Construction Skills Network forecasts marginal decline for 2010
The construction industry will not emerge from recession until 2011, new figures from the Construction Skills Network (CSN) have revealed.
The CSN said the prognosis for the UK construction industry in the short term was very severe with construction output expected to have contracted by around 13% in 2009.
It noted that employment in the sector had suffered gravely, with a drop of around 375,000 workers from 2008 to 2010, and numbers expected to recoup by less than 100,000 by 2014.
The CSN said a further, marginal decline was projected for 2010, and that consistent recovery was not forecast until 2011.
It said this year would see the beginning of a slow return to growth, but added that even by 2014, output was still likely to be well below 2008’s level.
Over the whole of the 2010 to 2014 period, construction output is expected to average 1.7% growth each year.
The recession has hit construction extremely hard and the forecast recovery is likely to be long and slow
Mark Farrar, chief executive of ConstructionSkills
The CSN forecast also identified regional variations on construction output, with the north west down by 18%, north east down by 19% and west midlands down by 22%.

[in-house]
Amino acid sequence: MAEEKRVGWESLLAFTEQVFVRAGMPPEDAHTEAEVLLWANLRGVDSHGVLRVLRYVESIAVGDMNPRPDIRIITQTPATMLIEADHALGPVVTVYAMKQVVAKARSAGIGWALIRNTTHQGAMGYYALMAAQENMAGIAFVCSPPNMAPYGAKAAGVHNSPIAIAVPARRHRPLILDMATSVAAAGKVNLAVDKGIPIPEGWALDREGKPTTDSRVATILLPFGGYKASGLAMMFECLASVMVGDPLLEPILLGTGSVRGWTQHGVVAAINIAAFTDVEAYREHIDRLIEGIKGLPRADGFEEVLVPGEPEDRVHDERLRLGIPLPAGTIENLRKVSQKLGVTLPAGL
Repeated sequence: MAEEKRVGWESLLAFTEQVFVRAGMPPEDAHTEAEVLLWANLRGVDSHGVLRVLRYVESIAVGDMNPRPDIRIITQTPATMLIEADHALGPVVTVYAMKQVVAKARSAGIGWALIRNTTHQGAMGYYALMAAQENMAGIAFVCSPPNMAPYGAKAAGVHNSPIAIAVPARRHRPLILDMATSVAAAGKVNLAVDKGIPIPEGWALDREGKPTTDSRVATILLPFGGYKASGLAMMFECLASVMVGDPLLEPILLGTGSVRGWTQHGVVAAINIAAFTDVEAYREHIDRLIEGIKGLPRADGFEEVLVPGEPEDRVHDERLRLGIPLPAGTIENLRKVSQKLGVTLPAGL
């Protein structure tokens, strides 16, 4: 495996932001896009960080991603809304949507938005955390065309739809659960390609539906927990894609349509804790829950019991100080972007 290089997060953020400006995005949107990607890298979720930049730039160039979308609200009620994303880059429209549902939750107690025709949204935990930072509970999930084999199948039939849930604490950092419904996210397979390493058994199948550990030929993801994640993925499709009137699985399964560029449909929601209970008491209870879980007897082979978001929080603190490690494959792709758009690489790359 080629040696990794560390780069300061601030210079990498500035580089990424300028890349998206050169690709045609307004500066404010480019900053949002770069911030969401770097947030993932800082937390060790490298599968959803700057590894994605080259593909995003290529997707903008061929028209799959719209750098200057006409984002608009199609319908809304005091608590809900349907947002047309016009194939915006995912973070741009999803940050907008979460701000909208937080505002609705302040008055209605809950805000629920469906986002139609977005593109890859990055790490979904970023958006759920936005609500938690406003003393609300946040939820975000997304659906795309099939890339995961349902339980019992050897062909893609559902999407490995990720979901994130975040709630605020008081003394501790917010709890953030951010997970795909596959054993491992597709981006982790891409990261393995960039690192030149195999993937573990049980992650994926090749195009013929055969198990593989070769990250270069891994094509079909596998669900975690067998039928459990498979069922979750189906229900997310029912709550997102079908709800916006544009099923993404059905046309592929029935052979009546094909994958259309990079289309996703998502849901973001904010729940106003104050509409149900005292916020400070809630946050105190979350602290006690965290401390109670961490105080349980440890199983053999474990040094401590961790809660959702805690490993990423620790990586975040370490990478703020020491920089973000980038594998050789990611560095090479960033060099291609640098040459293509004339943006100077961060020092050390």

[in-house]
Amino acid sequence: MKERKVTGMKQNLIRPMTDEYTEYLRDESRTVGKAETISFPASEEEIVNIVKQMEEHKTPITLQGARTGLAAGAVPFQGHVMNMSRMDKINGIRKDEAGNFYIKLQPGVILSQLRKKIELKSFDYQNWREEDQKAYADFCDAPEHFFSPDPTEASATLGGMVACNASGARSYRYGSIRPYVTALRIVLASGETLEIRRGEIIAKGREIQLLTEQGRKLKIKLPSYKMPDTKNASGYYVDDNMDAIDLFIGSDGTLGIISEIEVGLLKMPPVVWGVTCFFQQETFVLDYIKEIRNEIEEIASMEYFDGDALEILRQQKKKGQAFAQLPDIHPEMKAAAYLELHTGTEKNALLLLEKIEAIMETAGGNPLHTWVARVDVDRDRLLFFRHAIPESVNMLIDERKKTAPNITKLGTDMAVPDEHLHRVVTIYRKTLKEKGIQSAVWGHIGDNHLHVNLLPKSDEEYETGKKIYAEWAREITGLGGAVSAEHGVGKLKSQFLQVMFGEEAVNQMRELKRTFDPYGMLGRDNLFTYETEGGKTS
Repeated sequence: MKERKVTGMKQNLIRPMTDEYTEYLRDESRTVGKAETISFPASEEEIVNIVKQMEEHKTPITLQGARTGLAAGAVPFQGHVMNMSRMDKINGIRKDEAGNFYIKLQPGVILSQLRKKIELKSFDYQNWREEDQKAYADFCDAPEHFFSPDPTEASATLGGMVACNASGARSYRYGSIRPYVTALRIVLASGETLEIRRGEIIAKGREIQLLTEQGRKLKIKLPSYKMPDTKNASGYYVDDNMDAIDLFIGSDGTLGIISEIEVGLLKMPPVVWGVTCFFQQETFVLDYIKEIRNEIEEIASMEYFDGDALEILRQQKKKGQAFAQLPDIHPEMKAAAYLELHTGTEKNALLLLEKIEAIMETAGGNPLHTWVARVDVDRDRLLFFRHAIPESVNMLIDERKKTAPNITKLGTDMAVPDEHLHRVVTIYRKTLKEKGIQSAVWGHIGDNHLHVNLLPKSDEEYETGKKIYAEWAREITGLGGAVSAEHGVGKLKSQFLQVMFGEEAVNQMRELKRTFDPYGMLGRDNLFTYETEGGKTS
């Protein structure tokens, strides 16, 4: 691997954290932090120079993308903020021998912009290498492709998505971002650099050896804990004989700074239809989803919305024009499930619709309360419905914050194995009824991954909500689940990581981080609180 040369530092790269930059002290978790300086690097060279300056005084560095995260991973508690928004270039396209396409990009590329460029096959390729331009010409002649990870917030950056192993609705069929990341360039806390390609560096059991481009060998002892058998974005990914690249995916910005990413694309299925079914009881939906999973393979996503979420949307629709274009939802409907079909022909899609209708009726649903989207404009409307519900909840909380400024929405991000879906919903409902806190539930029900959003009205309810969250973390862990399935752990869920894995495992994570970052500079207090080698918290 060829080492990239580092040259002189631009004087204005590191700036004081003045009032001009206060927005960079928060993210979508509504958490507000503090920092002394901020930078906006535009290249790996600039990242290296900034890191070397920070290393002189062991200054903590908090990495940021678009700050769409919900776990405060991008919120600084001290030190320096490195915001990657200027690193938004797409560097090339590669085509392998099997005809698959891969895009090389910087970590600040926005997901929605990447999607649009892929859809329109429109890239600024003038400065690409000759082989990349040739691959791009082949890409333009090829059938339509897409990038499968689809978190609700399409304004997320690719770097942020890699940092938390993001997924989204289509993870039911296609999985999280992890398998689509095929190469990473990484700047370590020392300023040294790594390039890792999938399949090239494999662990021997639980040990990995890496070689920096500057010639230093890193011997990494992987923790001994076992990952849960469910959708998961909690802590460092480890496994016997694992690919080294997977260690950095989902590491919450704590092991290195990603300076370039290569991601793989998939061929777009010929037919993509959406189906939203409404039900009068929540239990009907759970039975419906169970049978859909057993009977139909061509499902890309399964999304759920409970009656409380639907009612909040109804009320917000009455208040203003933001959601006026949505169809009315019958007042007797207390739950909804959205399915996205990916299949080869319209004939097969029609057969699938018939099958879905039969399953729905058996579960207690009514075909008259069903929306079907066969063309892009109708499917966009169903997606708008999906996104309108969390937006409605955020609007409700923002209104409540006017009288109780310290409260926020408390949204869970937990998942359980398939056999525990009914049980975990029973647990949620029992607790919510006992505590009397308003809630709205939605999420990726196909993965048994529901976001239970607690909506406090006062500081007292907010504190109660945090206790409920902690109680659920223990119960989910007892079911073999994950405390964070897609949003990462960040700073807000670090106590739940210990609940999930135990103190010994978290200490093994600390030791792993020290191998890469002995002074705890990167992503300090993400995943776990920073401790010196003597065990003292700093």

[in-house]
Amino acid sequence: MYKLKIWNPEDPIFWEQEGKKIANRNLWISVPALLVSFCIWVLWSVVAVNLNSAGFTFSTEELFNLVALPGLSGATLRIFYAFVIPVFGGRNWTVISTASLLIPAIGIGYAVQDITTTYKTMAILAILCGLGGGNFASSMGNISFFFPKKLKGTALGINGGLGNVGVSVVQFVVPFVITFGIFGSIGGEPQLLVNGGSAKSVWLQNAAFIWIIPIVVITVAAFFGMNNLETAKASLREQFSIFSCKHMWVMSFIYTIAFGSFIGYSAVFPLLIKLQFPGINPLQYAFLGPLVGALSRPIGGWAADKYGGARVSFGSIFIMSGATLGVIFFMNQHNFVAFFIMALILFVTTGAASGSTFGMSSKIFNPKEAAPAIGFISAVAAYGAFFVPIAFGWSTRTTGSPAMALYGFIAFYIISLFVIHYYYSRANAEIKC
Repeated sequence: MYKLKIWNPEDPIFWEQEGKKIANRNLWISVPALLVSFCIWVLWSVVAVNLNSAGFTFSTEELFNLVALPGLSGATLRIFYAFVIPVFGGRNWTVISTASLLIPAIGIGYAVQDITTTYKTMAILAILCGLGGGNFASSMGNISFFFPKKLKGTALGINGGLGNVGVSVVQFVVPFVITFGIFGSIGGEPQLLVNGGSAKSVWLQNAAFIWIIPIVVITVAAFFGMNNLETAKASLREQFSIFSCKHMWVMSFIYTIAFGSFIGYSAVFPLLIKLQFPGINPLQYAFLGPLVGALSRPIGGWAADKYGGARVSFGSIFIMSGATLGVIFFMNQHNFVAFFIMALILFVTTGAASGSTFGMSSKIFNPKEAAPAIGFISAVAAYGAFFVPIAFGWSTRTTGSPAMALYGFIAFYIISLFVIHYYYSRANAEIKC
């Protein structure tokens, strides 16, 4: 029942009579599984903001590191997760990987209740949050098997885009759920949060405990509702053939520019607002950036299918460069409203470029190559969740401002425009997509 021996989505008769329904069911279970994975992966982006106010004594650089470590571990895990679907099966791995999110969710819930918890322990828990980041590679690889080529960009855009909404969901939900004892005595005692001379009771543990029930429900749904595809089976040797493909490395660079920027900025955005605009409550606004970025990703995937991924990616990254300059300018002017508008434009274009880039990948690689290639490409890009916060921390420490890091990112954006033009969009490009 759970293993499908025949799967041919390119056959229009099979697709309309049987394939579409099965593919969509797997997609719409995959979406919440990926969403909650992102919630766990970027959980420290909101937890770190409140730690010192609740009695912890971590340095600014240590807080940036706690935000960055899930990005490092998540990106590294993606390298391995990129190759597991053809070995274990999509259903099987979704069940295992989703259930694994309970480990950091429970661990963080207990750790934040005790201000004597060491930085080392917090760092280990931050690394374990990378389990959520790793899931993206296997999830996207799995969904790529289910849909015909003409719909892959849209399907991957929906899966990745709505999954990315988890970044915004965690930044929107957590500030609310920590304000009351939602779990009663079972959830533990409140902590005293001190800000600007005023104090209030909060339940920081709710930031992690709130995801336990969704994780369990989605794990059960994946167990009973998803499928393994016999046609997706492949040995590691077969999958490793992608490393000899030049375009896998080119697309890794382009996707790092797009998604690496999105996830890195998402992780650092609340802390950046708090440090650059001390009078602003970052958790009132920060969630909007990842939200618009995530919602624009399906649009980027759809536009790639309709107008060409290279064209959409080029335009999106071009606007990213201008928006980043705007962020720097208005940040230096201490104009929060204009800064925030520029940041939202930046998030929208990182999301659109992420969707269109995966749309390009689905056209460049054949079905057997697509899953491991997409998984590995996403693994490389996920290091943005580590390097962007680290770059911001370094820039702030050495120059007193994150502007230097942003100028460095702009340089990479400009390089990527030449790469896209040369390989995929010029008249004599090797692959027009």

Mark Farrar, chief executive of ConstructionSkills, said: “The recession has hit construction extremely hard and the forecast recovery is likely to be long and slow.
"This situation remains fragile and we are concerned that, given the scale of the public sector deficit, potential funding cuts in the period ahead will further exacerbate the loss of skills before private sector investment has fully recovered.
“In a sector which supports some 8% of GDP and provides employment for large numbers of graduates and apprentices, stability in levels of long term investment plays a critical part in protecting employment and skills.
Farrar also urged the industry to avoid long term skills shortages when the industry returns to growth.
“It is imperative that a level of recruitment is maintained in these difficult times if the industry is to respond in the right way when growth returns,” he said.